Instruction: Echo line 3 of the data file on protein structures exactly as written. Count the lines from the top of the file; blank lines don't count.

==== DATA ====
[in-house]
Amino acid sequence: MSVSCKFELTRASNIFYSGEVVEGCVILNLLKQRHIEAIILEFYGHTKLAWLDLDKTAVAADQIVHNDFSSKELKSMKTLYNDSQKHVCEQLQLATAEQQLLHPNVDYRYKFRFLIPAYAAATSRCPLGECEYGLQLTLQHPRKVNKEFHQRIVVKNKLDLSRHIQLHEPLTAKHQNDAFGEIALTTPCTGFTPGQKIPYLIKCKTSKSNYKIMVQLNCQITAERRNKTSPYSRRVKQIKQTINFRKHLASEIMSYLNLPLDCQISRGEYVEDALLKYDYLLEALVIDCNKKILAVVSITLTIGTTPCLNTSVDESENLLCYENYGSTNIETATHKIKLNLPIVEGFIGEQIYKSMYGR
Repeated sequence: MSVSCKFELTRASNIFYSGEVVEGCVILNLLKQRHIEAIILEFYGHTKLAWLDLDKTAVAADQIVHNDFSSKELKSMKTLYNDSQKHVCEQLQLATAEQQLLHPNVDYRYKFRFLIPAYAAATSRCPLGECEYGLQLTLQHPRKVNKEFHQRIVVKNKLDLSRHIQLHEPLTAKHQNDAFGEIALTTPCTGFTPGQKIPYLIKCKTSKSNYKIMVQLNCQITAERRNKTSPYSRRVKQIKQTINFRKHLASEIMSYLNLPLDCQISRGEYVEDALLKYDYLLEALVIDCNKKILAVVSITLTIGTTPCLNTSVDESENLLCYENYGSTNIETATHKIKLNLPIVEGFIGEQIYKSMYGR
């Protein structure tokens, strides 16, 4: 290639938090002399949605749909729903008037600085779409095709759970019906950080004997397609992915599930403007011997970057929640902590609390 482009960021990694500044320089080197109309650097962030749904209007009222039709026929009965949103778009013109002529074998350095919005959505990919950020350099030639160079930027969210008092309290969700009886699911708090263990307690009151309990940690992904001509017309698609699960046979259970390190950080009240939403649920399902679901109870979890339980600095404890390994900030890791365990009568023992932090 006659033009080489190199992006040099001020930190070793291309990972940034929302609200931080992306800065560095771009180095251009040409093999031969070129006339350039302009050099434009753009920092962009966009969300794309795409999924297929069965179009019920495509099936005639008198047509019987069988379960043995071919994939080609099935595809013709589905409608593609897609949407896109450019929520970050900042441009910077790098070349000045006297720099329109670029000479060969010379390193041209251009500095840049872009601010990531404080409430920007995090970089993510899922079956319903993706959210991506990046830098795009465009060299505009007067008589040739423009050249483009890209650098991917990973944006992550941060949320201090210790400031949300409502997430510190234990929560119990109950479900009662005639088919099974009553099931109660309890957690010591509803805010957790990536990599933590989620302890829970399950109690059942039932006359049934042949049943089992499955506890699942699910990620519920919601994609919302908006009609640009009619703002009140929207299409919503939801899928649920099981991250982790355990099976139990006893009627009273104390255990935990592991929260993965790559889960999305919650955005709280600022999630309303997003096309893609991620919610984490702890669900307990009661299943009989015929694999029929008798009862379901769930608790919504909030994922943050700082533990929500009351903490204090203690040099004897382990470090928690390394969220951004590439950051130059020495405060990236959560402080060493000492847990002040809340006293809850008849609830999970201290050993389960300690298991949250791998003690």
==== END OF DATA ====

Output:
Repeated sequence: MSVSCKFELTRASNIFYSGEVVEGCVILNLLKQRHIEAIILEFYGHTKLAWLDLDKTAVAADQIVHNDFSSKELKSMKTLYNDSQKHVCEQLQLATAEQQLLHPNVDYRYKFRFLIPAYAAATSRCPLGECEYGLQLTLQHPRKVNKEFHQRIVVKNKLDLSRHIQLHEPLTAKHQNDAFGEIALTTPCTGFTPGQKIPYLIKCKTSKSNYKIMVQLNCQITAERRNKTSPYSRRVKQIKQTINFRKHLASEIMSYLNLPLDCQISRGEYVEDALLKYDYLLEALVIDCNKKILAVVSITLTIGTTPCLNTSVDESENLLCYENYGSTNIETATHKIKLNLPIVEGFIGEQIYKSMYGR